[This example of fine work written by a first-year university student in 1993 has historical importance because it exemplifies a very early (pre-Web) use of hypertext in education. The essay originated as a portion of one answer to a multipart seminar assignment, the results of which were then uploaded into a pre-WWW hypertext system, Eastgate System's Storyspace. I forgot to transfer full bibliographical information from the larger assignment, but I believe we used the Penguin edition of Little Dorrit. — George P. Landow.]

In both MacDonald's Phantastes and Dickens's Little Dorrit allegorical settings embody the moods of the protagonists. MacDonald relied on setting to convey Anodos's innermost thoughts as he journeyed through Fairy Land.

I stood on the shore of a wintry sea,with a wintry sun just afew feet above its horizon- edge. It was bare, waste, and gray. Hundreds of hopeless waves rushed constantly shorewards, falling exhausted upon a beach of great loose stones, that seemed to stretch miles and miles in both directions. There was nothing for the eye but mingling shades of gray; nothing for the ear but the rush of the coming, the roar of the breaking, and the moan of the retreating wave...A cold death-like wind swept across the shore, seeming to issue from a pale mouth of cloud upon the horizon. Sign of life was nowhere visible. I wandered over the stones, up and down the beach, a human imbodiment of the nature around me...I could bear it no longer. [125]

Here setting unveiled the desolate mood of the protagonist on "the dreary part of his passage." The differing moods of Anodos as described in the settings display the spiritual change he underwent on his search for the ideal.

Many facets of Dickens's Little Dorrit presented a psychological portrait. Setting often proved parallel with the moods of the characters, particularly Arthur Clennam. However, unlike in Phantastes which presented fantasical settings in an imaginary world, the settings of Little Dorrit proved realistic. This symbolic realism created a melodramatic effect which mirrored mood. Dickens utilized the prison setting very effectively throughout the novel. Prison mirrored Dickens's view that society captures and imprisons individuals. Every character in the novel appears trapped in his or her own prison. For example, Arthur Clennam viewed his parent's home as prison-like.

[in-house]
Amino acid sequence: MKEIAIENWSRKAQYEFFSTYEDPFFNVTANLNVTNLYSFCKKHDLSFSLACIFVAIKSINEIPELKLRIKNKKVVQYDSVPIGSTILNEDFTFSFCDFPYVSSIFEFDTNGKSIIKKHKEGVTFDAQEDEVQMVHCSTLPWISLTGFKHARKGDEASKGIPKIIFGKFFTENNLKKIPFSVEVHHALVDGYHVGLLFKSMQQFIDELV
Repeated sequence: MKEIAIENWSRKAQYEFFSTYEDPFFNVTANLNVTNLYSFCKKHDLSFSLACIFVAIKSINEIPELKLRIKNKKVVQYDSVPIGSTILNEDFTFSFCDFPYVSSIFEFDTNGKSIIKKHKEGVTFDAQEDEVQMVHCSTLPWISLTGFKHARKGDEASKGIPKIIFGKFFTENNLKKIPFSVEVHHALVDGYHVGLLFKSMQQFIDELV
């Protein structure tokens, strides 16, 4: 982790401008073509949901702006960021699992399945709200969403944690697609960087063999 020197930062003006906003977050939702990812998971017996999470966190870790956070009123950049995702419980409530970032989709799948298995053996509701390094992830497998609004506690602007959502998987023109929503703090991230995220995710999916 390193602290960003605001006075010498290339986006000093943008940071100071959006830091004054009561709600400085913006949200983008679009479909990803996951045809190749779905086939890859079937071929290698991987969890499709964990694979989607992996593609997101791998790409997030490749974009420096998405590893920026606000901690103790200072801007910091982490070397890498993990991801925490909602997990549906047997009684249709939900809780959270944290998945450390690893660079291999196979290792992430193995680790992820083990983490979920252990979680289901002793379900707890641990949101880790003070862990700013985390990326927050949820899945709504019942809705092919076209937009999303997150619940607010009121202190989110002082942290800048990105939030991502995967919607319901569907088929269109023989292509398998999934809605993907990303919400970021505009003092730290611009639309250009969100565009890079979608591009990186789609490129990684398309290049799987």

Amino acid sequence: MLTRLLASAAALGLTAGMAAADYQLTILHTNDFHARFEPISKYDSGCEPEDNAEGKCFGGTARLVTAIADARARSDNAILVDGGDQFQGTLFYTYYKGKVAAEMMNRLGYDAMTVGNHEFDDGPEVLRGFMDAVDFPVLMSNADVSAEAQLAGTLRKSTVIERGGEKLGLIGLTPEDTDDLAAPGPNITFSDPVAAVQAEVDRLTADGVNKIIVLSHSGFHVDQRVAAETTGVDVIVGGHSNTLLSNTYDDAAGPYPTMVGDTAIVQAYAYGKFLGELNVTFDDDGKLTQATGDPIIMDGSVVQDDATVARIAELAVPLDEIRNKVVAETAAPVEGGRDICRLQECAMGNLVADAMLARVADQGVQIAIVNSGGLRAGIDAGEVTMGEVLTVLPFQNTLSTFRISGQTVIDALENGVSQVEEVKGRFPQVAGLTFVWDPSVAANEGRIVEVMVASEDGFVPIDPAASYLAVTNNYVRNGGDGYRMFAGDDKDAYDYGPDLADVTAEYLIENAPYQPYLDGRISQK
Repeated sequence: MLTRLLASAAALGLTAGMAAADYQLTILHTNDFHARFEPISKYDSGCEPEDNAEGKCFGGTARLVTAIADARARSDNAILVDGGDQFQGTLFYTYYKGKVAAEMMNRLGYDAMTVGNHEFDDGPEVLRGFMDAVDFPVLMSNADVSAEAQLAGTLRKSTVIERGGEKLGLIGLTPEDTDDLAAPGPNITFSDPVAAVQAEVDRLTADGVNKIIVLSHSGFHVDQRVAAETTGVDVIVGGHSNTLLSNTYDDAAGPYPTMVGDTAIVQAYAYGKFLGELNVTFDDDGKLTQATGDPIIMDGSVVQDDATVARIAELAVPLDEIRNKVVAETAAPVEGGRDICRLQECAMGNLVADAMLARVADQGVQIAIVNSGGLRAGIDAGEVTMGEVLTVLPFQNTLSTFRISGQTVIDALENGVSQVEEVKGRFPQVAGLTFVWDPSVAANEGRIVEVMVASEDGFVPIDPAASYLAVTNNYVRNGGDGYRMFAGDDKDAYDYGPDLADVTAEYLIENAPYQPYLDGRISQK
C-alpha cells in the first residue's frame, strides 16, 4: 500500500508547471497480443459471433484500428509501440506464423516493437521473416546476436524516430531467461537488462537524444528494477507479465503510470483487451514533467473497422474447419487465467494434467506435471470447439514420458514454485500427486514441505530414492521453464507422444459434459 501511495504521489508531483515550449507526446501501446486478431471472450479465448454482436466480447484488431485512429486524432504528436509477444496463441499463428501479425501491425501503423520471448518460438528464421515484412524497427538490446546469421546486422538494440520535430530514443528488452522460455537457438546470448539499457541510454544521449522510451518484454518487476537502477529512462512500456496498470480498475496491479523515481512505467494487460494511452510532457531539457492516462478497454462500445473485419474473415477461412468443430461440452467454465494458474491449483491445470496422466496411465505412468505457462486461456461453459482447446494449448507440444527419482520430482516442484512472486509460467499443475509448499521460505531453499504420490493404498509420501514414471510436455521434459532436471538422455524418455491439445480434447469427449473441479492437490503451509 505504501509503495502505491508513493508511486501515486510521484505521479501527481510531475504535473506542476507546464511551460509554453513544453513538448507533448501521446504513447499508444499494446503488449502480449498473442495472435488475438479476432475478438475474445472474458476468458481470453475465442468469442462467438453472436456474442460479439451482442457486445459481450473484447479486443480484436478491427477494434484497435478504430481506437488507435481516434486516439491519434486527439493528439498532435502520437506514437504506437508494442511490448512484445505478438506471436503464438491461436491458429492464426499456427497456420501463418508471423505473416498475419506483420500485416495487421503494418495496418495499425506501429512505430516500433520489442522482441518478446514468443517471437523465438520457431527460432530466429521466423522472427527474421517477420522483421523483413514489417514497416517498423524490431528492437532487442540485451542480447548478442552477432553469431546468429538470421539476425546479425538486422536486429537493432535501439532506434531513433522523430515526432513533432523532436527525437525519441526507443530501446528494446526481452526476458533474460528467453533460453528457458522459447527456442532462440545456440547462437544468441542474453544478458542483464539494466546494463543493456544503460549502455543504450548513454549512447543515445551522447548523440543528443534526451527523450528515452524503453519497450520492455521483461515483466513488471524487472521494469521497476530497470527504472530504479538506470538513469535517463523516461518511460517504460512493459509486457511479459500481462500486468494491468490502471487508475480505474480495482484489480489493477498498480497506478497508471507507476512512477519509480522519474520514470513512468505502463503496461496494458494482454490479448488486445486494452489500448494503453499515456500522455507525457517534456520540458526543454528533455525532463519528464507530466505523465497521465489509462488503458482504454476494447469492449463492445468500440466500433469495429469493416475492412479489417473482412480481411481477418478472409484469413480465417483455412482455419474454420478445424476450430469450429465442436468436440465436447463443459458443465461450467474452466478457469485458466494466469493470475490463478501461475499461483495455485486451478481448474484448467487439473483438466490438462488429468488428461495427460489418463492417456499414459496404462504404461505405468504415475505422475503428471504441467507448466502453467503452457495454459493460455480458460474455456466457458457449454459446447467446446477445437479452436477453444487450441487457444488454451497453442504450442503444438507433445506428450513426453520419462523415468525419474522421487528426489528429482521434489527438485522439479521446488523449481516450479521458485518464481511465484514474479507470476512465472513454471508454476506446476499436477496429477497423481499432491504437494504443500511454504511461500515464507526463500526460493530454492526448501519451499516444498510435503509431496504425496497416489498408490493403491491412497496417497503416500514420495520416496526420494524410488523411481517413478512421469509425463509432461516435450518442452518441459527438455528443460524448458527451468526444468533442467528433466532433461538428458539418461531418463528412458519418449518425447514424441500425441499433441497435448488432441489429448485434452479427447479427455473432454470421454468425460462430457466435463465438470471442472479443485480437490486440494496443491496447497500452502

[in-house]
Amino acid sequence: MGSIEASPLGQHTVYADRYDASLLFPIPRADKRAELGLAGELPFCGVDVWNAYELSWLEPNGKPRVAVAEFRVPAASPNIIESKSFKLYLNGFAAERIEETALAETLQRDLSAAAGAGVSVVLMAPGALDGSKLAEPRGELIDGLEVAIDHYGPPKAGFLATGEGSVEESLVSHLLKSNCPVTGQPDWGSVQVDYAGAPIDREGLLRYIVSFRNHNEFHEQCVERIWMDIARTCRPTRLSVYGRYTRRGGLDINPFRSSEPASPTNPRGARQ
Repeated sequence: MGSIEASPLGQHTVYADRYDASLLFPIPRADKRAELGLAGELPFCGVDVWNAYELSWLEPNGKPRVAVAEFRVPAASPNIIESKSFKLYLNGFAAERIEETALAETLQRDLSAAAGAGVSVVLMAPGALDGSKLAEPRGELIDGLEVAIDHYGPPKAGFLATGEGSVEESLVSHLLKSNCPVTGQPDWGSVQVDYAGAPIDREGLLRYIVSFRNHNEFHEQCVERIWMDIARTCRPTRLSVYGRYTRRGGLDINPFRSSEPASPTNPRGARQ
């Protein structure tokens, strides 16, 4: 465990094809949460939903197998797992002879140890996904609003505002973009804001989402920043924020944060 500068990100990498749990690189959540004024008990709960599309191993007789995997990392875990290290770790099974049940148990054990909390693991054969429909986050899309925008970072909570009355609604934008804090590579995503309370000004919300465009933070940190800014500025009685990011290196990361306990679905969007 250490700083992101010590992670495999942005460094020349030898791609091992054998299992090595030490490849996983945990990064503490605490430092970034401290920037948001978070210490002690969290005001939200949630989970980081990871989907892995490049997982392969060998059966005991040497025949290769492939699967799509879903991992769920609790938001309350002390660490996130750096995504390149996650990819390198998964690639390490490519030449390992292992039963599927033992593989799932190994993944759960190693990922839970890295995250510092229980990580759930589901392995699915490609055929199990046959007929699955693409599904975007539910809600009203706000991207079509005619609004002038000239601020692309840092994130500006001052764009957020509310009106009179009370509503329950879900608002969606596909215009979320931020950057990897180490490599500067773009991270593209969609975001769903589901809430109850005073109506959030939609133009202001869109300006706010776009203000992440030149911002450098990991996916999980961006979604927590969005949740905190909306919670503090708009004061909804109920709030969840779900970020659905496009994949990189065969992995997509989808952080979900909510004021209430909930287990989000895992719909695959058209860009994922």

The deserted counting-houses, with their secrets of books and papers locked up in chests and safes; the banking houses with their secrets of strong rooms and wells, the keys of which were in a very few secret pockets and a very few secret breasts; the secrets of all the dispersed grinders in the vast mill, among whom there were doubtless plunderers, forgers, and betrayers of many sorts, whom the light of any day that dawned might reveal; he could have fancied that these things, in hiding, imparted a heaviness to the air. [596-597]

Many of Dickens's settings conjured up visions of cells. Houses in Little Dorrit, commonly filled with stale dead air, embody the value of their inhabitants. Frederick Dorrit's apartment is "close," with "an unwholesome smell." Tite Barnacle's home is a bottle, in which he is squeezed and stopped up. " The suffocating closeness is most evident in the actual prison, the Marshalsea, near the end of Little Dorrit. But even this prison house can be as much a projection of character as a description of external fact (Gerald Coniff,"The Prison of This Lower World," Charles Dickens: New Perspectives).

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Last modified 24 October 2002